The Sustainable Lawyer searched for a small office that was taking sustainable steps to reduce their environmental impact. Fortunately, we didn’t have to look very hard before finding boutique environmental law firm Mackie Shea O’Brien PC, a 7 person office located in the Back Bay. The Sustainable Lawyer touched base with Executive Director Denise Green (we promise, that’s her real name) to get a sense of what Mackie Shea O’Brien (MSO) was doing on the sustainability front. Denise broke down their initiatives in three major ways: kitchen, office and building.

Kitchen: The focus in the kitchen is using reusable products. That means MSO is stocked with real dishes, glasses, silverware and utensils. They have nearly eliminated paper towels from the office entirely, and in the kitchen primarily use cloth towels. Looking for plastic bags or tin foil? You’re not going to find it. MSO has a selection of Tupperware as for anything leftover from the office. Everything is piled into the on-site dishwasher, which, of course, is only run when completely filled. At first, Green says, “everyone brought in extra plates, silverware and the like from home. Later, we got matching sets of glasses and bowls. Next it was Tupperware, and so on.”

Office: Though you won’t find paper products in the kitchen, you need paper to run an office. So, MSO makes sure their copy paper, paper towels and even letterhead is made of at least 50% recyclable material. Did we mention that their letterhead is made at a paper mill that runs on wind power? As for computers, all computers and monitors are shut down at the end of the work day, which as the Sustainable Lawyer has mentioned, can save a considerable amount of energy. As you might guess, MSO participates in single stream recycling, but they didn’t always have that luxury. At their old office, the landlord (gasp!) didn’t recycle at all. Don’t think that stopped them! They hired a company to pick up and recycle all of their paper products. But what about their cans, bottles and other plastic, you ask? Get this – MSO employees volunteered to take the recyclables home or to local recycling plants on a weekly basis. Talk about commitment.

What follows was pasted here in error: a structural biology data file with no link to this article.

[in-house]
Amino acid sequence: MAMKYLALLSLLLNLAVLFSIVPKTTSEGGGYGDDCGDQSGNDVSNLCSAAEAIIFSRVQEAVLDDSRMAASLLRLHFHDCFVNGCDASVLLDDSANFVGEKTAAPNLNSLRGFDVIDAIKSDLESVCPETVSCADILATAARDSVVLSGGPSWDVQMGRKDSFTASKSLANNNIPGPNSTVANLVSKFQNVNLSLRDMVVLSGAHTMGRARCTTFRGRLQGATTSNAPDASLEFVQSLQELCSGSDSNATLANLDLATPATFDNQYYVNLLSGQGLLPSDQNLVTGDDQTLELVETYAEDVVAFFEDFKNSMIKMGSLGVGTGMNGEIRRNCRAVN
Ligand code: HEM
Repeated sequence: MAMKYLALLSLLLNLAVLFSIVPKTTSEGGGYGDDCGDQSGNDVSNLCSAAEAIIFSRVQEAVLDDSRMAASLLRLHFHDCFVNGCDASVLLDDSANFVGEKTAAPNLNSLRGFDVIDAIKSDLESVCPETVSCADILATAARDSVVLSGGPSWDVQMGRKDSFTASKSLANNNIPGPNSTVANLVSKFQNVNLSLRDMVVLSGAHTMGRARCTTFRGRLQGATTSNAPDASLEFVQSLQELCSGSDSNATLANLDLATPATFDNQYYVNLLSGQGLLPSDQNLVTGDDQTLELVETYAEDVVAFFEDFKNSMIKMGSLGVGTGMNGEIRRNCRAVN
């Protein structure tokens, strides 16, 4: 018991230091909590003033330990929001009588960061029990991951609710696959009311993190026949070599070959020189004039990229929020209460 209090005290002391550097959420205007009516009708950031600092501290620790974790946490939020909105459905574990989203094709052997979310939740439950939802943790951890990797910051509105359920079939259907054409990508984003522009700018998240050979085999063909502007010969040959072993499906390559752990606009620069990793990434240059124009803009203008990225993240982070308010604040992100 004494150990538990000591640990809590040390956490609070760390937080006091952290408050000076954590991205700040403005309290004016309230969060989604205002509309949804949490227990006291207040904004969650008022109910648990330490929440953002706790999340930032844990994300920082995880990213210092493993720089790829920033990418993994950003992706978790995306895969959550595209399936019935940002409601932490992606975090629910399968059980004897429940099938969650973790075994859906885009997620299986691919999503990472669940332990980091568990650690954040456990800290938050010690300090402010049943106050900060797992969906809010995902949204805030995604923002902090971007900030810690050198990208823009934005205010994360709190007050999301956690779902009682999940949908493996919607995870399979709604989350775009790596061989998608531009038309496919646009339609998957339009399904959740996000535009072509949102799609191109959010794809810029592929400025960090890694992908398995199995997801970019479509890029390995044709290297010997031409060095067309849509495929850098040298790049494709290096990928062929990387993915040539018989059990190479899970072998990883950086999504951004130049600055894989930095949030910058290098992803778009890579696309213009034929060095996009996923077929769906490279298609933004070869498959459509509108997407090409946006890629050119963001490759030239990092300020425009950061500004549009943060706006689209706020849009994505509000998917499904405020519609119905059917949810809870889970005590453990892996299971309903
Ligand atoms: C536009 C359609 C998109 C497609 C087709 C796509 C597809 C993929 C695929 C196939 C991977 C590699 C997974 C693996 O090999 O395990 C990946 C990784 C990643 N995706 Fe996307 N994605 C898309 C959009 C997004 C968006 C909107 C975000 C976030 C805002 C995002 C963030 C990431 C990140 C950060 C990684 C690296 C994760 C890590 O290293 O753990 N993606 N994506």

Building: When MSO moved offices from Newbury Street to Boylston Street, one of the things they kept in mind was a landlord committed to sustainable practices. Though in an older building, management had kept HVAC systems up to date and was planning another renovation, and was planning on upgrading recycling vendors shortly. As for the construction of their office space, MSO simply let their vendors and contractors know that they were interested in eco-friendly products and outlined their budget. The vendors made it happen….all within their budget.

“We don’t have an environmental budget or anything like that,” said Green. “We use good, common business sense and a commitment to sustainability from the top down. As environmental lawyers, being sustainable is the nature of our business, but these are steps that anyone can take.

As a small firm, you compete with big firms every day. You have to think that your firm is as good and as valuable in a legal sense, but the same applies when it comes to sustainability. The little things matter.”